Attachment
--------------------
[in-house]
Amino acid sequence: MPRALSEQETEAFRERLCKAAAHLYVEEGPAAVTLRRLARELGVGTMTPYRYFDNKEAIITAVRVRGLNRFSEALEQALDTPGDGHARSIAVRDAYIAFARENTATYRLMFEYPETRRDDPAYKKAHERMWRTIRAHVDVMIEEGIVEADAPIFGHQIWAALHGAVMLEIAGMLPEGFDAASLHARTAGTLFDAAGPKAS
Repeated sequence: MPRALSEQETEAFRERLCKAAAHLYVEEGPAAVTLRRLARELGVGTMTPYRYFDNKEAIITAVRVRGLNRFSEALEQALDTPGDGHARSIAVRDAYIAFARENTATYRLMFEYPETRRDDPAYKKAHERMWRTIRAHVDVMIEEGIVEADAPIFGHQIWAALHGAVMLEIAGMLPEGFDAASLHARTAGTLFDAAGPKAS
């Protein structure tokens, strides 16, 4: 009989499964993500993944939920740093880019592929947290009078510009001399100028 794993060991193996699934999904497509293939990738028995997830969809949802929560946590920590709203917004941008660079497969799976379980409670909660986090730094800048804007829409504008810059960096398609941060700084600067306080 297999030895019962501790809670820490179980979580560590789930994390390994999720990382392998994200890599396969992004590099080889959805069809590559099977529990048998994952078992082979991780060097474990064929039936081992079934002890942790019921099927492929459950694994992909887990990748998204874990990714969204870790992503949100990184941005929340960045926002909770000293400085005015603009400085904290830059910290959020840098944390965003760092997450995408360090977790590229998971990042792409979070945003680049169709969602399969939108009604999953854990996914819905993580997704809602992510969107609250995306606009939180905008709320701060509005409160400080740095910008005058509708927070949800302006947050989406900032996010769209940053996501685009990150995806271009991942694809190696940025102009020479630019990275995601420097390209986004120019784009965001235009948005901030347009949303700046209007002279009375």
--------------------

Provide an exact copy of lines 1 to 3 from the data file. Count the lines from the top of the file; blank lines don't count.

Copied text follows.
[in-house]
Amino acid sequence: MPRALSEQETEAFRERLCKAAAHLYVEEGPAAVTLRRLARELGVGTMTPYRYFDNKEAIITAVRVRGLNRFSEALEQALDTPGDGHARSIAVRDAYIAFARENTATYRLMFEYPETRRDDPAYKKAHERMWRTIRAHVDVMIEEGIVEADAPIFGHQIWAALHGAVMLEIAGMLPEGFDAASLHARTAGTLFDAAGPKAS
Repeated sequence: MPRALSEQETEAFRERLCKAAAHLYVEEGPAAVTLRRLARELGVGTMTPYRYFDNKEAIITAVRVRGLNRFSEALEQALDTPGDGHARSIAVRDAYIAFARENTATYRLMFEYPETRRDDPAYKKAHERMWRTIRAHVDVMIEEGIVEADAPIFGHQIWAALHGAVMLEIAGMLPEGFDAASLHARTAGTLFDAAGPKAS